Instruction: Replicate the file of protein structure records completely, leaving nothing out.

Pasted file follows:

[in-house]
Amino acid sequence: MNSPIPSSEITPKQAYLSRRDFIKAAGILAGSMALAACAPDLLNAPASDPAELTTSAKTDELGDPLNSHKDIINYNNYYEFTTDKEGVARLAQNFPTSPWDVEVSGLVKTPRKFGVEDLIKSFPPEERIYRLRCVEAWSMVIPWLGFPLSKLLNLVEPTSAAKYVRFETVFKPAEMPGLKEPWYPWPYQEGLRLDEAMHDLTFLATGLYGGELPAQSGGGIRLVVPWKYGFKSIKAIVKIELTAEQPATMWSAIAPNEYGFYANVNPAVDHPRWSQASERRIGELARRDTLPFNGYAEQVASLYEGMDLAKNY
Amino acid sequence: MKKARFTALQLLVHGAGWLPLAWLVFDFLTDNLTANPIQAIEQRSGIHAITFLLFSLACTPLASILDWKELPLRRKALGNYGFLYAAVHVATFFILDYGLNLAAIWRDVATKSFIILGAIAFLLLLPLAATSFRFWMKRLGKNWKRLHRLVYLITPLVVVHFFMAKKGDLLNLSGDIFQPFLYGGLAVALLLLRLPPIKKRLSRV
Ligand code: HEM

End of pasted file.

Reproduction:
[in-house]
Amino acid sequence: MNSPIPSSEITPKQAYLSRRDFIKAAGILAGSMALAACAPDLLNAPASDPAELTTSAKTDELGDPLNSHKDIINYNNYYEFTTDKEGVARLAQNFPTSPWDVEVSGLVKTPRKFGVEDLIKSFPPEERIYRLRCVEAWSMVIPWLGFPLSKLLNLVEPTSAAKYVRFETVFKPAEMPGLKEPWYPWPYQEGLRLDEAMHDLTFLATGLYGGELPAQSGGGIRLVVPWKYGFKSIKAIVKIELTAEQPATMWSAIAPNEYGFYANVNPAVDHPRWSQASERRIGELARRDTLPFNGYAEQVASLYEGMDLAKNY
Amino acid sequence: MKKARFTALQLLVHGAGWLPLAWLVFDFLTDNLTANPIQAIEQRSGIHAITFLLFSLACTPLASILDWKELPLRRKALGNYGFLYAAVHVATFFILDYGLNLAAIWRDVATKSFIILGAIAFLLLLPLAATSFRFWMKRLGKNWKRLHRLVYLITPLVVVHFFMAKKGDLLNLSGDIFQPFLYGGLAVALLLLRLPPIKKRLSRV
Ligand code: HEM